Most firearms should work in a burning building. There may be some edge case that won’t, but I can’t think of any off hand. That said, any firearm with an exposed powder pan (like a flintlock, wheellock, or matchlock) could easily discharge on its own, if a spark ignited the exposed powder. They’d still work, it just might be much sooner than you were planning.
I’m not sure about percussion cap guns, but they might have a similar issue. These had a nasty habit of chain firing, where the spark from one cap would ignite another, firing multiple rounds at once. This wasn’t a serious problem with pepperbox pistols, instead of one round, it would fire two or more. But it could be a serious issue with revolvers and turrets, where the extra rounds could strike the pistol or (in the case of turrets) the operator. I don’t know if flecks of fire hitting the caps will ignite them, but it is a real risk.
Bullets will discharge if sufficiently heated, called “cooking off.” For example, being tossed into an open flame or into a heated skillet will result in rounds igniting. (Don’t do this, seriously.)
Cooking off can also occur with a firearm that is substantially overheated. If the chamber is too hot, the firearm will cycle, the round will cook off, causing the firearm to cycle again. This is called a “runaway gun.” At this point the only solution is to keep it pointed down range until it runs dry.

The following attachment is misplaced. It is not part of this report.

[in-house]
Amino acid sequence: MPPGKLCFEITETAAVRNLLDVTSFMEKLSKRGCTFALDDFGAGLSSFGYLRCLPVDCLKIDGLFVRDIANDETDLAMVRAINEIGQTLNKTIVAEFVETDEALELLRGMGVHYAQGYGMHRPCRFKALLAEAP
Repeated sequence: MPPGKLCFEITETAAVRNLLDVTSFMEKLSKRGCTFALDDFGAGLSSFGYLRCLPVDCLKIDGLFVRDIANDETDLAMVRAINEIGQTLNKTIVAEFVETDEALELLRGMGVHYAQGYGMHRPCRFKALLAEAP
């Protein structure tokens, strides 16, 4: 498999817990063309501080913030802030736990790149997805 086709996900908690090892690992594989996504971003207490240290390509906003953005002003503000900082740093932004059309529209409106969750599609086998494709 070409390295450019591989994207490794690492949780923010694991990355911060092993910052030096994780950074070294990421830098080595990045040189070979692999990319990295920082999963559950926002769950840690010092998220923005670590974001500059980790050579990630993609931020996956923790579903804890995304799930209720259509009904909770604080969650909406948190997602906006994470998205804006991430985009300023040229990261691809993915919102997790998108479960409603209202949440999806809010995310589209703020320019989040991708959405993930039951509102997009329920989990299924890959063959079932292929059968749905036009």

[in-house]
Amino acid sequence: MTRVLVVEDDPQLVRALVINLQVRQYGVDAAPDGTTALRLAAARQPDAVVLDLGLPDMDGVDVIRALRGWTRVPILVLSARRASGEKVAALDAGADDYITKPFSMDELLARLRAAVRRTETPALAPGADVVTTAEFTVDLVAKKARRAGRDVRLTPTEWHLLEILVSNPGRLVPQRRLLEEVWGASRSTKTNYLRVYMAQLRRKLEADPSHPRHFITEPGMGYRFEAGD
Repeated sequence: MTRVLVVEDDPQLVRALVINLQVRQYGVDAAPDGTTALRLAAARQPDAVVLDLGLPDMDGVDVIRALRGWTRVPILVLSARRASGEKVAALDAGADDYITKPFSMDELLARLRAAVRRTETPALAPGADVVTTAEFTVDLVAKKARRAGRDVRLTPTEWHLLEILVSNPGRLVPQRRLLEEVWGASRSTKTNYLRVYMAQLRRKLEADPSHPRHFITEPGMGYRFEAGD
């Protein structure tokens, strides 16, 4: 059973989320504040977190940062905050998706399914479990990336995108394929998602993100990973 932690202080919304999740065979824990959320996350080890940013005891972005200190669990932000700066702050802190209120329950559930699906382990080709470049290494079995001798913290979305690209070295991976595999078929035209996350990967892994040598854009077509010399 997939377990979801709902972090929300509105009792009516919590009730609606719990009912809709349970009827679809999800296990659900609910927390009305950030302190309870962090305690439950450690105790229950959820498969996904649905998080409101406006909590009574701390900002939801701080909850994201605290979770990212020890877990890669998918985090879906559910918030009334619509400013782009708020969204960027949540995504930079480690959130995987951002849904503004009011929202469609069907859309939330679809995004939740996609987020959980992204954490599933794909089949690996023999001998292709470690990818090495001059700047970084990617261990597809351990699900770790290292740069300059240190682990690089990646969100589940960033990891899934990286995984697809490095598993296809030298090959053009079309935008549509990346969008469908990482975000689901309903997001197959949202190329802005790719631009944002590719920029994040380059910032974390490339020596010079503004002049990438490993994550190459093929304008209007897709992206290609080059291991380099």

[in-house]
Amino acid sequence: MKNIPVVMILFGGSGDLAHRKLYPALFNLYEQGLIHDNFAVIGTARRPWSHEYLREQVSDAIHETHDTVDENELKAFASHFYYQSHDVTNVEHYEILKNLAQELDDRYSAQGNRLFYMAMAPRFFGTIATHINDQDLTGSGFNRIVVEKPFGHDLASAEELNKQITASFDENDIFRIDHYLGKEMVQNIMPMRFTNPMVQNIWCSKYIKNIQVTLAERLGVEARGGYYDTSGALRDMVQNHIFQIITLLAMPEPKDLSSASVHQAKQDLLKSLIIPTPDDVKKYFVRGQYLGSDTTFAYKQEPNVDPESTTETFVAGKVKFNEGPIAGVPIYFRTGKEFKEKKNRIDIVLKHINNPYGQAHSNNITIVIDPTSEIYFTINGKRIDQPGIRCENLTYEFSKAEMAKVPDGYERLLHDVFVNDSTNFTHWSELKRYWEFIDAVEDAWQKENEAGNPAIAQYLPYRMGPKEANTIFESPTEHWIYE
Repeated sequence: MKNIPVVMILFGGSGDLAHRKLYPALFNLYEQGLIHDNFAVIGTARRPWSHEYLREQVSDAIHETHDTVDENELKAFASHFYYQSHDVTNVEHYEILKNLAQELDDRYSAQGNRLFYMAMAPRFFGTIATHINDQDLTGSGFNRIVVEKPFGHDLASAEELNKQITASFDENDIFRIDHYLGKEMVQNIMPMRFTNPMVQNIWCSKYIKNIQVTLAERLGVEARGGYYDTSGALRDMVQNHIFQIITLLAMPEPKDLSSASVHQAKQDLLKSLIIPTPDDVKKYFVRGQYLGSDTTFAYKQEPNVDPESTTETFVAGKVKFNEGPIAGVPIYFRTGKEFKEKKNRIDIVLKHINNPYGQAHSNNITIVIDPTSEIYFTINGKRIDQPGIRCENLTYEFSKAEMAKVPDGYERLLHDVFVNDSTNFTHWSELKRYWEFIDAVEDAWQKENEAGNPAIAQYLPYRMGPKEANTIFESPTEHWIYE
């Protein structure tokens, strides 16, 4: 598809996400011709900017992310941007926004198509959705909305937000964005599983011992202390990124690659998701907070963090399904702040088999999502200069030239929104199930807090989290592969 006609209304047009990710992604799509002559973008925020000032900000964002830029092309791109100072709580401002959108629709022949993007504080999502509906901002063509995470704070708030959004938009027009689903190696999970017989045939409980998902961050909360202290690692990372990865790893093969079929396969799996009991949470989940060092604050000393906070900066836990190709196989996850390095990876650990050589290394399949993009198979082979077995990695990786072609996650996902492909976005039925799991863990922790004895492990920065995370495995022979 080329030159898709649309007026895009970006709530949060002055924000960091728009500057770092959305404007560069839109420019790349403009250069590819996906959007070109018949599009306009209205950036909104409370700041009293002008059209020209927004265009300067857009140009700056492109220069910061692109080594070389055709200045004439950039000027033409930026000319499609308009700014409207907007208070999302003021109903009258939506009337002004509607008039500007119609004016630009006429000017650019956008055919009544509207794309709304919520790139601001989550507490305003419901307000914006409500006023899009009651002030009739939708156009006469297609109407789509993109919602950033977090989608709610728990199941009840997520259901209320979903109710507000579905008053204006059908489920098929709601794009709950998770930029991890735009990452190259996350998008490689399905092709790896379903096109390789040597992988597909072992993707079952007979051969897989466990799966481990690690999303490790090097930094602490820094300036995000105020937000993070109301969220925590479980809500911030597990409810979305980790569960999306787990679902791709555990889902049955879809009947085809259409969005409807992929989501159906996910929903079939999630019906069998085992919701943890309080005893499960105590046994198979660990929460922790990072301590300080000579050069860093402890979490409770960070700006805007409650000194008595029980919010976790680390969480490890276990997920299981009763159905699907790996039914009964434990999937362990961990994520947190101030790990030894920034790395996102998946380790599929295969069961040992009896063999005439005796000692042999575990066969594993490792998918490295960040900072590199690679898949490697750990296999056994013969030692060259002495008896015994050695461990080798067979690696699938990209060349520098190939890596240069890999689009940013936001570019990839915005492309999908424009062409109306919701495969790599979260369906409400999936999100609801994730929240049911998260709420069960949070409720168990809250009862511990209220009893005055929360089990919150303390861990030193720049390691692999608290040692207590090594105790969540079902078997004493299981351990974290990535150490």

It’s probably worth pointing out: Automatic firearms generate a lot of heat, and dealing with that is an important engineering consideration in designing them. Guns that will runaway after extended use are a real issue.
Taking a firearm into a burning building is, in general, a bad idea; much like going into a burning building.
Now, if the gun or ammunition is engulfed in flames, that’s a different problem. As I mentioned earlier, actually setting ammunition on fire will result in it discharging on its own. This is more likely to involve the rounds detonating in the magazine and shredding it, than the gun firing uncontrollably.
This is more of an issue if you’re talking about an ammo cache in the burning building, rather than something your characters took in. If your characters are carrying their firearms, they shouldn’t have any particular issues. At least, none that affect the guns before the smoke and fire finished off anyone left alive.
That said, ammunition left behind in a building would be a serious consideration for fire crews trying to deal with the blaze.